He helped the Hasidim much more when he told the official commission investigating Crown Heights about his warning call to the mayor and gave a deposition to that effect in their civil suit. "That was an irritant," a Dinkins aide admits. Yet Rubenstein will not criticize Dinkins. "I'll just let my actions speak for me," he says.
Some Hasidim, too, still remember the events with bitterness. Isaac Abraham, spokesman for the Rosenbaum family, calls the Dinkins-Hasid summit "a well-publicized farce." A leading rabbi in Crown Heights says Rubenstein was just shutting down the noisy and embarrassing protests on behalf of more-upscale Jews. Another Jewish community leader puts Rubenstein's actions down to pure self-interest. "He sees his friend getting beaten up, so he engineers this meeting to protect his friend and project himself in the role of peacemaker and major player."
These charges infuriate Rubenstein. "I'm so serious about it," he sputters. "In the black community and in the Jewish community, I devote hours and hours. I'm chairing all kinds of events to raise money in both communities. I give hundreds of thousands of dollars away. I don't publicize it. And that's as significant to me as anything I do in my business."
And certainly, Rubenstein's immediate self-interest was not served by what happened next. Jews backed the Republican Giuliani in his race against Dinkins in unprecedented numbers.
Though nominally for Dinkins, Rubenstein wasn't far behind. In 1995, he co-hosted a cocktail party that raised $200,000 for Giuliani. "Howard succeeds because he supports winners," an ex-Dinkins aide notes dryly.
He doesn't always, though. The most publicized aspect of Rubenstein's businesses is damage control. Celebrity of any kind "is high-risk territory," Rubenstein says. His lifesaving record is quite impressive -- even if one eliminates clients who were actually handled by employees like Dan Klores, who managed many of the crises Rubenstein gets credit for (he has since started his own company; he represents New York Magazine).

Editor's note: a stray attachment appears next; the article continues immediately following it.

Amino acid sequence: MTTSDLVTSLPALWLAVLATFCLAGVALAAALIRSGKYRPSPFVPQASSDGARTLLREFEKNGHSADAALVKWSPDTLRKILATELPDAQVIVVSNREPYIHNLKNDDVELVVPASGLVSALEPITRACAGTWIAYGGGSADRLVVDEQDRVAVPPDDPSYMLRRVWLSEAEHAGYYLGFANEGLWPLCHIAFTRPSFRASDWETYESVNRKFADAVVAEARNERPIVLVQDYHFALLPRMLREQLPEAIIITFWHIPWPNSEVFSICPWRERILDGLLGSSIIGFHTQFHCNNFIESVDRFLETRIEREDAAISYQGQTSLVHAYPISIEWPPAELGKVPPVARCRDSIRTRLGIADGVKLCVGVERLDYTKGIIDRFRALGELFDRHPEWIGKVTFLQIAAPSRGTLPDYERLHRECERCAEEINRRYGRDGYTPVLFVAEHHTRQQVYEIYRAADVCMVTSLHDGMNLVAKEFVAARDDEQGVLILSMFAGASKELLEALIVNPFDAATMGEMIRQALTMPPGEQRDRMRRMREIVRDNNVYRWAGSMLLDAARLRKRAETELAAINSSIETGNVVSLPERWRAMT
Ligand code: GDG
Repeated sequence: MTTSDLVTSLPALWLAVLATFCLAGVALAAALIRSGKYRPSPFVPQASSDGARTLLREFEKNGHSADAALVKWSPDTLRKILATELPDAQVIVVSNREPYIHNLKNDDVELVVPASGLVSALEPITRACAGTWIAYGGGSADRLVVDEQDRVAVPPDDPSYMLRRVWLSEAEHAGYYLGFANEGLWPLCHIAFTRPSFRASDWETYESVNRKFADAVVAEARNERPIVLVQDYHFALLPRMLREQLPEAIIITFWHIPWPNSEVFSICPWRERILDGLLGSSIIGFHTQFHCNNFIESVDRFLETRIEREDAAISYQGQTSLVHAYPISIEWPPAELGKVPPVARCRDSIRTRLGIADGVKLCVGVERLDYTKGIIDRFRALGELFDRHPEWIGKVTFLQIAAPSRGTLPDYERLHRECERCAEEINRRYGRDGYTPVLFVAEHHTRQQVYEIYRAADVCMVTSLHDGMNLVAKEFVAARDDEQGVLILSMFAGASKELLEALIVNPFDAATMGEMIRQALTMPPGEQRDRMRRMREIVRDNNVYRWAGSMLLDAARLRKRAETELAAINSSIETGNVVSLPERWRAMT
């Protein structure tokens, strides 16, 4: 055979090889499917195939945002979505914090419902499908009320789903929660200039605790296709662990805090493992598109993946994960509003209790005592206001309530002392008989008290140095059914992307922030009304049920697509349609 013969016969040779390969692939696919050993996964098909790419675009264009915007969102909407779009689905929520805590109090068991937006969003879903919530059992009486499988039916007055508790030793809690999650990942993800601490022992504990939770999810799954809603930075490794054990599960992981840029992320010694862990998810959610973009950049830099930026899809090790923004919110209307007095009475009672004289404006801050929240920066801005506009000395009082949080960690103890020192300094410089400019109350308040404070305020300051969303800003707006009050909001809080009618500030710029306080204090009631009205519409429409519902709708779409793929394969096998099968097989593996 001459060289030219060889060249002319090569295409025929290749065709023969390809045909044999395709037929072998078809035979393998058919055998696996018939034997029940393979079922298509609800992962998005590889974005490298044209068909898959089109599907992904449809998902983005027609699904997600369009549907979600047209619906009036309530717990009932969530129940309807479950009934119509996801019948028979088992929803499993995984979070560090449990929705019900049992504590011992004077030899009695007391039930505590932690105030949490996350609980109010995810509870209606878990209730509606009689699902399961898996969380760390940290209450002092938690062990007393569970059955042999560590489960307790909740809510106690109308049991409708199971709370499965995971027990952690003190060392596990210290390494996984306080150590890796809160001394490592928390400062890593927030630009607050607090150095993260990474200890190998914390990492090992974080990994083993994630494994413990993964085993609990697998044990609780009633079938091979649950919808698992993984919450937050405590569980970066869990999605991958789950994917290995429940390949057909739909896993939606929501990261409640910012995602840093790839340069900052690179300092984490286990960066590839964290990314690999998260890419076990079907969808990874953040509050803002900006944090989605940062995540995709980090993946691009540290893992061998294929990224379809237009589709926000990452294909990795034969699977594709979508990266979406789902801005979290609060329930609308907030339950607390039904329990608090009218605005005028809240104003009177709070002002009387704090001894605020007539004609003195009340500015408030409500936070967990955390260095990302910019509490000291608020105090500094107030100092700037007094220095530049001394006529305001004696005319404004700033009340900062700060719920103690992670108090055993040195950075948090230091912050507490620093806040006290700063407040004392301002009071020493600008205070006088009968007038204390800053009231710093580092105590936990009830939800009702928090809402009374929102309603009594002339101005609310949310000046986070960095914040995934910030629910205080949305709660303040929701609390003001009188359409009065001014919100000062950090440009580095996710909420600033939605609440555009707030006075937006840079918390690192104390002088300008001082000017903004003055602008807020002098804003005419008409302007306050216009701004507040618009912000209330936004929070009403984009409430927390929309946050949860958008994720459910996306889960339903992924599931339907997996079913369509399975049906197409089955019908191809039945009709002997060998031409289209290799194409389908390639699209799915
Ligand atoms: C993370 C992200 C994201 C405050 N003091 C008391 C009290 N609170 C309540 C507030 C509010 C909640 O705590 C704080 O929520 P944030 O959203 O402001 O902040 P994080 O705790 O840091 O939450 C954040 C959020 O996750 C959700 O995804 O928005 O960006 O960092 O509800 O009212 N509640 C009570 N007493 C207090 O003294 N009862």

Rubenstein won't discuss specifics. "They are hurt, and they're angry," he says of his scandal clients. "They've had years of adulation -- and then suddenly the applause turns to boos. I say, 'Look, we'll talk in confidence. I want you to tell me the truth. And if you don't want to tell me the truth, don't lie. Just say you're not going to discuss it.' I would say that 99 percent, maybe a little less, level with me. I like to think that a client who will tell me the truth can change his or her life around."
Strategies differ. "You make an effort to humanize the client if it's consistent with what the client usually would do. It depends on the client," he says with a laugh.
When Kathie Lee Gifford was accused of making clothes in sweatshops, Rubenstein turned the story on its head. "I don't think she had the faintest clue that the sweatshops existed," he says. "When I met with Gifford and her husband, Frank, they were willing to walk away entirely from their products. And I said, 'With your fame, you could lead a crusade against sweatshops.' So together with their lawyer, we mapped out a program that involved the union, the cardinal, the secretary of Labor. We met the governor, we met the president. They couldn't break through the media clutter to tell the story. She was the horse that they could ride to a successful attack on sweatshops."
Marv Albert hired him within 24 hours of his indictment on charges of biting and forcing oral sex on a lover. As new bombs -- three-way sex, cross-dressing, transvestites, dominatrices, and hookers -- exploded around the sportscaster, Albert gave a press conference (with his children in the front row), insisted he was innocent, and didn't say another word until after his guilty plea for biting. Then he went on a TV tour skewed toward gentle interviewers.
Rubenstein was criticized for all of that, but it was done at Albert's insistence, says someone close to the sportscaster. "He wanted to be heard," the source says. "He's a broadcaster. Marv thought he'd convince people he was right and only made it worse. He never said, 'I'm sorry, I was wrong, I have a problem.' When he came back six months later, he'd been through therapy, and he did say it." By that time, Rubenstein was out of the picture, but he expresses a grim satisfaction. "He told me it was consensual," Rubenstein says. "I believe him. I don't think he's a criminal."